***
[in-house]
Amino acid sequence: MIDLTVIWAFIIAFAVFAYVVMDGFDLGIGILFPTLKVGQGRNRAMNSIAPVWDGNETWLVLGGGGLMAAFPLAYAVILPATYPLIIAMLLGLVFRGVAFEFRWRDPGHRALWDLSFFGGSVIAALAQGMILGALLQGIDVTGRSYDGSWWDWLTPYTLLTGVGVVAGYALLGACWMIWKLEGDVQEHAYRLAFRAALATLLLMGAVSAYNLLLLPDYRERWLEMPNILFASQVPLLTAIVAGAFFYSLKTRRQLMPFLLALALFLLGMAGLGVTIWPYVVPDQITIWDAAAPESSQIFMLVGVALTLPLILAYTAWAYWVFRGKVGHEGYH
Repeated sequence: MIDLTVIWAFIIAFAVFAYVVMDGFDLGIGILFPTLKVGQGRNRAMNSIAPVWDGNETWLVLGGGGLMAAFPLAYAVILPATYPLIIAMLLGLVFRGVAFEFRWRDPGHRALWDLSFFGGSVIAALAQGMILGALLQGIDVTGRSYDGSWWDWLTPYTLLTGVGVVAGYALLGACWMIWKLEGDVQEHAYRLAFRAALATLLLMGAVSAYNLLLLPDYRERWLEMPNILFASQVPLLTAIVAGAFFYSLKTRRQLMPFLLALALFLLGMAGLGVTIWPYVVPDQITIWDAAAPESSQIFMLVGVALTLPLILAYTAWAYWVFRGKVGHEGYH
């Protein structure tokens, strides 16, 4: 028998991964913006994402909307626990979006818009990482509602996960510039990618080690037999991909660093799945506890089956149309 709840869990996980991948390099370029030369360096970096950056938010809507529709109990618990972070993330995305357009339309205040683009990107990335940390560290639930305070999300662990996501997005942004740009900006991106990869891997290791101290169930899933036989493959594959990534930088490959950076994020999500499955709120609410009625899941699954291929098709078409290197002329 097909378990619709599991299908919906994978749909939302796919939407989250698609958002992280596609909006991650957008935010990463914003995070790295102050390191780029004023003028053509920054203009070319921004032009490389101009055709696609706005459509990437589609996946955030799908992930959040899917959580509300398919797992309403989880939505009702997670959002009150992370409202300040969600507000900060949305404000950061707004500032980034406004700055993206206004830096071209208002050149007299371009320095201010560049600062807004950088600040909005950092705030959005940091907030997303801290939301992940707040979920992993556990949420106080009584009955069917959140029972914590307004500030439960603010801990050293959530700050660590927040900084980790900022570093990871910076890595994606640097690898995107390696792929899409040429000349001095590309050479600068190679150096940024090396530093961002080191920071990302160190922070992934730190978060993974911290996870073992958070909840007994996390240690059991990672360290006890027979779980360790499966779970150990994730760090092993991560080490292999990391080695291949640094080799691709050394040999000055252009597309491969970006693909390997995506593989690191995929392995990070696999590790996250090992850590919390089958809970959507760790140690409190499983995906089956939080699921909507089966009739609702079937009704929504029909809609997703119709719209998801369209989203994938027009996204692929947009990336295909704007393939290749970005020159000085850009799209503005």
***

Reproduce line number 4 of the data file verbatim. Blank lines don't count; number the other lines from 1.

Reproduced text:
């Protein structure tokens, strides 16, 4: 028998991964913006994402909307626990979006818009990482509602996960510039990618080690037999991909660093799945506890089956149309 709840869990996980991948390099370029030369360096970096950056938010809507529709109990618990972070993330995305357009339309205040683009990107990335940390560290639930305070999300662990996501997005942004740009900006991106990869891997290791101290169930899933036989493959594959990534930088490959950076994020999500499955709120609410009625899941699954291929098709078409290197002329 097909378990619709599991299908919906994978749909939302796919939407989250698609958002992280596609909006991650957008935010990463914003995070790295102050390191780029004023003028053509920054203009070319921004032009490389101009055709696609706005459509990437589609996946955030799908992930959040899917959580509300398919797992309403989880939505009702997670959002009150992370409202300040969600507000900060949305404000950061707004500032980034406004700055993206206004830096071209208002050149007299371009320095201010560049600062807004950088600040909005950092705030959005940091907030997303801290939301992940707040979920992993556990949420106080009584009955069917959140029972914590307004500030439960603010801990050293959530700050660590927040900084980790900022570093990871910076890595994606640097690898995107390696792929899409040429000349001095590309050479600068190679150096940024090396530093961002080191920071990302160190922070992934730190978060993974911290996870073992958070909840007994996390240690059991990672360290006890027979779980360790499966779970150990994730760090092993991560080490292999990391080695291949640094080799691709050394040999000055252009597309491969970006693909390997995506593989690191995929392995990070696999590790996250090992850590919390089958809970959507760790140690409190499983995906089956939080699921909507089966009739609702079937009704929504029909809609997703119709719209998801369209989203994938027009996204692929947009990336295909704007393939290749970005020159000085850009799209503005």